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Plant docs: Give palms, area plants time to recover from February freeze

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A few reminders of February’s cold snap stand sentry around El Paso — palm trees with brittle, brown fronds rattling in the springtime winds, some with new leaves peeking through.

Area master gardeners and tree doctors said people should be patient with palms and other plants damaged by the intense cold, warning it could be a couple of months — if not seasons — before plants return to normal. 

“We have to live with the ugly for a little while,” said Denise Rodriguez, a horticulturist with the El Paso County Extension. “You have to wait it out and see what’s going to sprout, what’s definitely been killed.”

Rodriguez said gardeners should watch the base of low-growing shrubs, noting where green shoots emerge. 

“Once you start seeing that growth, then you can go ahead and cut back everything above that, that has died,” she said, adding that cutting back too soon removes a protective barrier that can protect plants if temperatures drop again.

For palms, it’s a little different. Brent Pearson, an arborist with the city of El Paso, said the unusual trees grow from the top, from one bud in the middle instead of the base of the tree.

“During the windy season, the dead fronds could damage that bud, which makes it prudent to trim off the dead fronds as soon as possible,” Pearson said. 

He said this is the time to watch for new growth, to see if the tree survived.

“I think the majority of them are coming back, some of them won’t, but as far as I can tell, they’re going to pull through,” he said. 

Rodriguez said that the waiting period will extend due to continued cooler temperatures through Friday.

“Even though we’re not in danger of what we would consider a ‘killing frost’ anymore, the low temperatures — especially at night-time — sets back a little clock within the plants’ system to delay sprouting fruits, flowers or leaves,” she said.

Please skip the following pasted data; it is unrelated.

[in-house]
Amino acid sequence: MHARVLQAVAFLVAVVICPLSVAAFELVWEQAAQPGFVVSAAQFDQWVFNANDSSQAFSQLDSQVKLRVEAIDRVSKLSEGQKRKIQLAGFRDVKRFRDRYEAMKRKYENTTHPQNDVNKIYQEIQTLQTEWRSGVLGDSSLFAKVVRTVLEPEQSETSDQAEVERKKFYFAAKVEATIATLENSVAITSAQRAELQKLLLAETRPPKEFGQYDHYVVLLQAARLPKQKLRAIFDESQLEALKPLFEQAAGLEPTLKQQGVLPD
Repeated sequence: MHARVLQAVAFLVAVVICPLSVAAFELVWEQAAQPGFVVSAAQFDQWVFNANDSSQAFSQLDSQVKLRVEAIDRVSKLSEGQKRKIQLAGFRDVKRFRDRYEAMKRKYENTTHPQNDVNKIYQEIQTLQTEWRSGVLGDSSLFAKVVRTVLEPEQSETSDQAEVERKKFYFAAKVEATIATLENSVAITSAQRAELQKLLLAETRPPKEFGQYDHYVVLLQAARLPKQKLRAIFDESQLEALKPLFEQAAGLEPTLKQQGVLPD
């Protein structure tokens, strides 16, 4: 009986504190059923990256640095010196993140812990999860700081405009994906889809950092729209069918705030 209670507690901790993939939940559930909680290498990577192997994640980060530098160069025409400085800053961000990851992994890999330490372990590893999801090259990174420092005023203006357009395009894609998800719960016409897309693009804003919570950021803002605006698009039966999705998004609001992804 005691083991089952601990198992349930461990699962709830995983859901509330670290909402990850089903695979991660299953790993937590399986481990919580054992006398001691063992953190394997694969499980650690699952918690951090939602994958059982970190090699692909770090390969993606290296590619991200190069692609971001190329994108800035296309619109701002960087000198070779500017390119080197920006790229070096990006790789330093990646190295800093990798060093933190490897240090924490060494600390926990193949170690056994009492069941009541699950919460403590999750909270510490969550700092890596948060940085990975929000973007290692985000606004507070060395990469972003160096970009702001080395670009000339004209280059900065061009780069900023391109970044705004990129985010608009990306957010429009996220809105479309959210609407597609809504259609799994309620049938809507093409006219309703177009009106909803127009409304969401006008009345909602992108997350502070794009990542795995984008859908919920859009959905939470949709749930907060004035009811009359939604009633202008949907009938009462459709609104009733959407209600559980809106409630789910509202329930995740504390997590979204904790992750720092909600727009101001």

Rodriguez said this winter storm, while sharing similarities to the deep freeze in February 2011, was at least a little better understood.

“In 2011, I don’t think many of us had a point of reference, and now we do because a lot of the same people have been in the gardening community since then,” she said. “I personally don’t think that this year’s winter storm was as devastating and large as the last time.”

Jeff Anderson, the extension agent at Doña Ana County and palm aficionado, said it was lucky the freeze happened in February, after temperatures were higher, and not in December. 

“If you kill that bud, if it freezes, the whole palm dies,” he said. 

He noted El Paso and Southern New Mexico were on the edge of this year’s cold front, and didn’t experience the full brunt of the drop, unlike the storm a decade ago. 

Arborists estimated the 2011 freeze would kill about 30% of palms. Anderson said 2011 brutally wiped out Aleppo pine trees.

“Almost all of them died,” he said. “Trees at least 80 feet tall and old trees with trucks three feet across, they completely died.” 

Anderson said some of the popular palms grown in El Paso and Las Cruces are two from the same family: the Mexican fan palm and the California fan palm. Both are susceptible to lower temperatures, with the Mexican fan palm being the more delicate of the two. 

He said California palm fronds don’t start freezing until 14 to 15 degrees. At 12 degrees, they may sustain heavier damage. Leaves on the Mexican fan palm freeze at 22 degrees, and the trees struggle to stay alive at 10 to 15 degree temperatures. 

“Mexican palms just don’t look very good, because every year they have freeze damage on their leaves,” Anderson said. “Even in a mild winter we usually hit about 18 degrees.”

This February, the low temperatures dipped into the teens over the three-day period, with highs in the 30s and 40s, while much of East Texas faced single-digit lows and daytime temperatures in the 20s. 

Anderson recommended replacing the tropical favorites with cold-hardy palms such as the miniature sable and needle palms, which he said have survived at temps in the teens. 

“There’s a lot of palms that are very cold hardy and there are pines that are tropical that can’t take any cold,” he said. “So it’s all in choosing the right plant material.”

He said to take care not to overwater, so the roots don’t rot, cautioning that it will take time.

“Follow the same routine as normal, and allow the plant to recover,” he said. “You just have to have patience.”

Cover photo: Mexican fan palms line a neighborhood in Central El Paso. Many of the trees have brown, droopy fronds due to freeze damage from the February cold front. (Danielle Prokop/El Paso Matters) 

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Danielle Prokop

Danielle Prokop is a climate change and environment reporter with El Paso Matters. She’s covered climate, local government and community at the Scottsbluff Star-Herald in Nebraska and the Santa Fe New Mexican. She can be reached at dprokop@elpasomatters.org.

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